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15 Specious Novel Openings

Psyche-and-Cupid-300x200A colleague sent me a list of famous opening lines from stories and novels—some usual suspects like “Call me Ishmael” and “It is a truth universally acknowledged, that a single man in possession of a good fortune, must be in want of a wife,” and some I didn’t know, like “It was the day my grandmother exploded” (Iain M. Banks, The Crow Road, 1992) and “‘Take my camel, dear,’ said my Aunt Dot, as she climbed down from this animal on her return from High Mass” (Rose Macaulay, The Towers of Trebizond, 1956). That last one, my colleague pointed out, was the only dialogue in “The 100 Best First Lines from Novels.”

I’ve been ill this week and haven’t the concentration or will to write much, so I’m posting 15 opening lines for imaginary fiction. I’ve also supplied pretend titles and years to reflect styles of the time, and, yes, one uses dialogue. If you read a lot, you may recognize I’m parroting writers I’ve encountered.

Here goes:

1. He found nowhere to sit, which annoyed him, and the hammering conversation, laughter, synthpop, and his third gin and tonic compounded the headache that met him at the door. (Silverhair, 1985)

2. Sydney put his hat on the shelf in the coat closet and called his wife’s name. (Sydney Burroughs, 1938)

3. She wiped the blood from her finger onto her cheek and giggled. (Polly, 1971)

4. When Henry Stanbury cleared the mist within the carriage window with his ungloved hand, he discovered another layer of grey without, a city half-hidden in fog, and a few drifting souls making and breathing the steam of reluctant dawn. (Castle Palace, 1862)

5. The last thing to worry about, I’ve discovered, is finding something to eat. (The Farrier’s Promise, 2004)

6. There was a mole to begin with, but that was enough. (The Medical Expert, 1925)

7. I could have told you my brother lied about our parents and all the good they did for strangers because I grew up in the same house and watched them every morning put on masks and become strangers themselves. (Glad Is Your Reward, 1956)

8. “You must understand, lapshichka,” Grandpa would say, “no woman thinks first of the circus.” (The Beaten Road, 1978)

9. The noontime sun slanting through the jail window reached just his foot, and he dipped his toes into and out of the light considering (with no success) when in his drunk wandering he’d taken his shoe off. (The Coopers, 1948)

10. Our house blazed all night to neighbors’ oohs and aahs. (Miranda, 1996)

11. The screen door snapped shut behind him, and he turned to face a kitchen scene including Theodora Roos retching in the sink, her children spooning Alpha Bits into their maws, and Theodora’s husband Kenny reading or, more properly, shouting from a letter announcing the failure of their appeal and the imminent evaporation of all their hopes for a substantial settlement. (The Passage of Night Planes, 1966)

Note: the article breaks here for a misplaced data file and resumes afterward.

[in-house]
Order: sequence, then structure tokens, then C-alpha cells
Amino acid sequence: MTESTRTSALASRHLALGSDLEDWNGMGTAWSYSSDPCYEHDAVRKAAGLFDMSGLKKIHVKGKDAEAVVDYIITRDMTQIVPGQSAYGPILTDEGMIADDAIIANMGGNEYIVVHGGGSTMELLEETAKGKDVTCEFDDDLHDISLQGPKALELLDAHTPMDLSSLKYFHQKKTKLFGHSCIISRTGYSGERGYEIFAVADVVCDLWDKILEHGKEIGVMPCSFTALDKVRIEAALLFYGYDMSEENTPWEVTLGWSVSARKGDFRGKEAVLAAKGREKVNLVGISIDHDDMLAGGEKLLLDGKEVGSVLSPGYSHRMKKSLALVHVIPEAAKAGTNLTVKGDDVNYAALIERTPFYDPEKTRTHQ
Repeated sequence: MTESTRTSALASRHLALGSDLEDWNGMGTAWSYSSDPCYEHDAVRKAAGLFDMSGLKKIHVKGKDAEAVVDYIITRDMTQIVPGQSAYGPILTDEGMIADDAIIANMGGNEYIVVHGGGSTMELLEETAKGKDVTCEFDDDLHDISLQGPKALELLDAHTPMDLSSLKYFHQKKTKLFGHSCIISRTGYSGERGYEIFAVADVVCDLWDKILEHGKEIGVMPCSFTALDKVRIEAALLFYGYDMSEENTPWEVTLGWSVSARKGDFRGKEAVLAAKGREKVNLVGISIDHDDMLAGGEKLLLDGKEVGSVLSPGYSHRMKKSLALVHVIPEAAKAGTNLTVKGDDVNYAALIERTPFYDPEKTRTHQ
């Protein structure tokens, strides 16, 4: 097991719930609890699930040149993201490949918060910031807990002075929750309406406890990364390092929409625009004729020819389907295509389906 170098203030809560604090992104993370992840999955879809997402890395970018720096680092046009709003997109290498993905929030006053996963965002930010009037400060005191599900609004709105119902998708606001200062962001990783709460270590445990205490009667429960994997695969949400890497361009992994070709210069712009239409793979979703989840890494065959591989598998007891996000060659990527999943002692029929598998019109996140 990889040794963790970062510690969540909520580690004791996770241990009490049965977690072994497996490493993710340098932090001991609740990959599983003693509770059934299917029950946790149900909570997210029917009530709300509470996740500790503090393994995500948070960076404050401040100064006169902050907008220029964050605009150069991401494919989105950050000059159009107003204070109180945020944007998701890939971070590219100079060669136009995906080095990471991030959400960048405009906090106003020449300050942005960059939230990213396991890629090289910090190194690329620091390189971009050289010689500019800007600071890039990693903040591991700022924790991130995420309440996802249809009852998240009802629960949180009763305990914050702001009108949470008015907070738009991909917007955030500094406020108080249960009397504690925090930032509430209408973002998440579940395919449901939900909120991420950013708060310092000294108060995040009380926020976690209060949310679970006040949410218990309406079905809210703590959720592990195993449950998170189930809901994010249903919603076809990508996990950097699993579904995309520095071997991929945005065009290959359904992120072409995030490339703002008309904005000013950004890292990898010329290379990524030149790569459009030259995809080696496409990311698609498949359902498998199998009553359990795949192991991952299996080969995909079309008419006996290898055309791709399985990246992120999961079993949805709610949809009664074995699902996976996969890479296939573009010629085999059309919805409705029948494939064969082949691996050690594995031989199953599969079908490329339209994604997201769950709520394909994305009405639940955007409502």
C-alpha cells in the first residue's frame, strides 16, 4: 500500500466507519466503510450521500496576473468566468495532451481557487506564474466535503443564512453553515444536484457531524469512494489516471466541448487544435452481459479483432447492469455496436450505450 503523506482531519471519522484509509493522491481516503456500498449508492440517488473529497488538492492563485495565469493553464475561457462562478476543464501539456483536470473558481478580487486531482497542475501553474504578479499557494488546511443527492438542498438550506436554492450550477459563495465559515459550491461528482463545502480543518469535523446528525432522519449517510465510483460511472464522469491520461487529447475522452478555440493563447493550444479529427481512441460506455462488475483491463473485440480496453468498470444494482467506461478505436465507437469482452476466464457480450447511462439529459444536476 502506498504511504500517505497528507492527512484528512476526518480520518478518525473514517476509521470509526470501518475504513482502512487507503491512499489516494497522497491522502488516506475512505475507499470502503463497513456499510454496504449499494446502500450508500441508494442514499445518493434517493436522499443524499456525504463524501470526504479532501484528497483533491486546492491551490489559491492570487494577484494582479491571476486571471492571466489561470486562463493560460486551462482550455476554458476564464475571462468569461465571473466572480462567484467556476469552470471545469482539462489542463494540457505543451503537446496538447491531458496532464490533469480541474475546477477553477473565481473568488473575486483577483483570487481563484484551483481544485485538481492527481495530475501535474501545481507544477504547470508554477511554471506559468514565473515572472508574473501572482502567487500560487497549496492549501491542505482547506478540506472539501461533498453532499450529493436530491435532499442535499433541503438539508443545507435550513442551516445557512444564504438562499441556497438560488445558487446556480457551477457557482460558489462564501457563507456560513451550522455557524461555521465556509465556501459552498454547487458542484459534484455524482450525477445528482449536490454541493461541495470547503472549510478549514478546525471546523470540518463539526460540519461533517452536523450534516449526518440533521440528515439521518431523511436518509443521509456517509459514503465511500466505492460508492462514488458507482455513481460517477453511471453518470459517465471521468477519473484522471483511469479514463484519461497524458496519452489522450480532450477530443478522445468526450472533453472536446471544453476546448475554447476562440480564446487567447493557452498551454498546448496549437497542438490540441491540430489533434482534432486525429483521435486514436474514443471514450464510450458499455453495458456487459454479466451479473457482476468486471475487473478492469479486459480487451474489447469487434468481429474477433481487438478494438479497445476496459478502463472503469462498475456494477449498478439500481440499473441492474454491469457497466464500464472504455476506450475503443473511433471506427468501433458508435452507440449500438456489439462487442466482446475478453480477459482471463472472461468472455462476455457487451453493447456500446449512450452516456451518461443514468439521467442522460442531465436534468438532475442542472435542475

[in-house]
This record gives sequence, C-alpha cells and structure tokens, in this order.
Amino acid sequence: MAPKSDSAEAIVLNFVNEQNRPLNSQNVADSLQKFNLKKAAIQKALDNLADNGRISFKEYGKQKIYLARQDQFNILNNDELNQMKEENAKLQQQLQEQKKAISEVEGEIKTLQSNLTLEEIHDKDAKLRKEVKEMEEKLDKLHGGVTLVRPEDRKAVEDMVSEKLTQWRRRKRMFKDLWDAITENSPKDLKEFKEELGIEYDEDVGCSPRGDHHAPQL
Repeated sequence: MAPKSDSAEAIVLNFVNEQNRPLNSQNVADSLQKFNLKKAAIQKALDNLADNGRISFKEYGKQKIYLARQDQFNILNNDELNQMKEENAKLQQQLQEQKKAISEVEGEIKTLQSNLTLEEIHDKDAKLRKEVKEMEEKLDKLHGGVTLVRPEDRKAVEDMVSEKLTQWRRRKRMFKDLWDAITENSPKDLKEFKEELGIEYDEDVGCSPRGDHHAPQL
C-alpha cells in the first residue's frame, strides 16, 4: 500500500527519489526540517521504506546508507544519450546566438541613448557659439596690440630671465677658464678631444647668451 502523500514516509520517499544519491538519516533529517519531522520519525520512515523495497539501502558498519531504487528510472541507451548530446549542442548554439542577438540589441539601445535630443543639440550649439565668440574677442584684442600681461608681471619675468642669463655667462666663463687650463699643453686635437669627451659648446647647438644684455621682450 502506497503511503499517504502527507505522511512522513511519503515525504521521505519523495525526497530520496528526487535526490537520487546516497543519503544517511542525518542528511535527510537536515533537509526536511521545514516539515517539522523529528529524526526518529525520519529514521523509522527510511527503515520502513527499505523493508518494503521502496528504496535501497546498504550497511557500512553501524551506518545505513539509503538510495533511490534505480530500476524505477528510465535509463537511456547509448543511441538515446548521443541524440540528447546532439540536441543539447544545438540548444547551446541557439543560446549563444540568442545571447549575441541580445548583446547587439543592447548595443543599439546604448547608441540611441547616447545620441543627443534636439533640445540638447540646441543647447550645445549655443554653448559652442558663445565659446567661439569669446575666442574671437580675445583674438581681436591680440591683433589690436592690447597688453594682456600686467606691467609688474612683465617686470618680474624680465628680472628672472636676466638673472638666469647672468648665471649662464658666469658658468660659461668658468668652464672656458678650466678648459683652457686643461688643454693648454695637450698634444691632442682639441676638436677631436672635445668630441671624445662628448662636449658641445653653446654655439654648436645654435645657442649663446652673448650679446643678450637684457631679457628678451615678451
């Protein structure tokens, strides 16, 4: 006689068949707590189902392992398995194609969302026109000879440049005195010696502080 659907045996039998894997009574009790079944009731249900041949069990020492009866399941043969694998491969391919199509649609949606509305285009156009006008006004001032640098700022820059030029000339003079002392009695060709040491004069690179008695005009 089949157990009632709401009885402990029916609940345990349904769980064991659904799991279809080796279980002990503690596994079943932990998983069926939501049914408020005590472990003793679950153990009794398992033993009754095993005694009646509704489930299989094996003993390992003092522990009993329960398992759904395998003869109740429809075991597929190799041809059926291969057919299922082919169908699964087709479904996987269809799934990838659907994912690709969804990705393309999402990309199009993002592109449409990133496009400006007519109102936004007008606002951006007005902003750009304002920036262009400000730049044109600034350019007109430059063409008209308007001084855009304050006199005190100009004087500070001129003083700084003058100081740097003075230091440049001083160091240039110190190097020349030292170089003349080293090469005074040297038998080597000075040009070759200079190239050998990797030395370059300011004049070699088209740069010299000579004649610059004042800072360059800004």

12. The bay stilled as the sun fell, and the city’s lights shone on its surface like jewels in gunmetal. (Pyroglyph, 1986)

13. Those well familiar with the affair counted it as indeed fortunate more damage to young Crosswick’s reputation did not accrue from his misstep, but Frederick Crosswick was not finished yet. (A Spring in Mercia, 1896)

14. I wasn’t there, but when I was twelve a boy named Otto who lived just down the block died when he fell from a tree and onto his bicycle. (Ithaca, 2009)

15. Every book begins by announcing itself—think of the blast of the ship horn and it’s done. (When the Moon Droops, trans. from Italian, 1989)

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Comin’: The Calvinist Strains of “Santa Claus is Comin’ to Town”

200px-MerryOldSantaI have an odd holiday tradition of writing a parody of a critical essay about a Christmas carol each December. Maybe it’s revenge for the five-paragraph literary essays I read all year, maybe it’s a perverse desire to fight back against a song I’ve heard 238, 243 times. Whatever it is, here it is:

Though giddy carolers yearly celebrate the jolly figure Michel Fousault once called, “that nitrous oxide huffing gelatinous mass,” some say Santa took a decidedly Puritan turn in 1934 when Eddie Cantor first sang “Santa Claus is Comin’ to Town” on radio. Children who never expected the avuncular cookie-cruncher to make good on his punitive threats suddenly faced a leaner, meaner John Brown-style Santa, a Santa as intimate with the fragility of salvation as Jonathan Edwards, a fiery judge, a vigilant killjoy, an Old Testament avenger. Modern listeners may accept this horrifying tale of predestination and the inevitable naughtiness of humanity as just so much accompaniment for egg nog chugging contests, but Christmas carol scholars know—Santa Claus is coming to town, and he’s bringing a bag full of damnation.